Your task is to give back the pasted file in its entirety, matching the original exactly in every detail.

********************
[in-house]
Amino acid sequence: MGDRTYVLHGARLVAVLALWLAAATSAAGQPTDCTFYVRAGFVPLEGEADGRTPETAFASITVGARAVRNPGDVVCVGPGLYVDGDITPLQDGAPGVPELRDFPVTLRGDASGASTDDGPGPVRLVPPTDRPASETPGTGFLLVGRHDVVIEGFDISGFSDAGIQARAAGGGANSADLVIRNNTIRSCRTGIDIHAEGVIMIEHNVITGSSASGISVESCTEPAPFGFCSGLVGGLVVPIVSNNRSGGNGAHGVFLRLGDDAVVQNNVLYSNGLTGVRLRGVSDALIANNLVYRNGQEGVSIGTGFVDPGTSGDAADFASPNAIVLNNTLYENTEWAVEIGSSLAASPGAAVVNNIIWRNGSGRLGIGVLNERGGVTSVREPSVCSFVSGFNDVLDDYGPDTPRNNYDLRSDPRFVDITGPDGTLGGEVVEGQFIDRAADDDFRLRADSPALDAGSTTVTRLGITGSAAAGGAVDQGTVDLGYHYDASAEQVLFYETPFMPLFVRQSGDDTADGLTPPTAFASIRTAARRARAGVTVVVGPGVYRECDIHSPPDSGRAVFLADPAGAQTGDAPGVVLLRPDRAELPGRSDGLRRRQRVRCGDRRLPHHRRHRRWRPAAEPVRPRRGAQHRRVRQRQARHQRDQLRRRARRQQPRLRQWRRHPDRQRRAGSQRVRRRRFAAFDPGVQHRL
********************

[in-house]
Amino acid sequence: MGDRTYVLHGARLVAVLALWLAAATSAAGQPTDCTFYVRAGFVPLEGEADGRTPETAFASITVGARAVRNPGDVVCVGPGLYVDGDITPLQDGAPGVPELRDFPVTLRGDASGASTDDGPGPVRLVPPTDRPASETPGTGFLLVGRHDVVIEGFDISGFSDAGIQARAAGGGANSADLVIRNNTIRSCRTGIDIHAEGVIMIEHNVITGSSASGISVESCTEPAPFGFCSGLVGGLVVPIVSNNRSGGNGAHGVFLRLGDDAVVQNNVLYSNGLTGVRLRGVSDALIANNLVYRNGQEGVSIGTGFVDPGTSGDAADFASPNAIVLNNTLYENTEWAVEIGSSLAASPGAAVVNNIIWRNGSGRLGIGVLNERGGVTSVREPSVCSFVSGFNDVLDDYGPDTPRNNYDLRSDPRFVDITGPDGTLGGEVVEGQFIDRAADDDFRLRADSPALDAGSTTVTRLGITGSAAAGGAVDQGTVDLGYHYDASAEQVLFYETPFMPLFVRQSGDDTADGLTPPTAFASIRTAARRARAGVTVVVGPGVYRECDIHSPPDSGRAVFLADPAGAQTGDAPGVVLLRPDRAELPGRSDGLRRRQRVRCGDRRLPHHRRHRRWRPAAEPVRPRRGAQHRRVRQRQARHQRDQLRRRARRQQPRLRQWRRHPDRQRRAGSQRVRRRRFAAFDPGVQHRL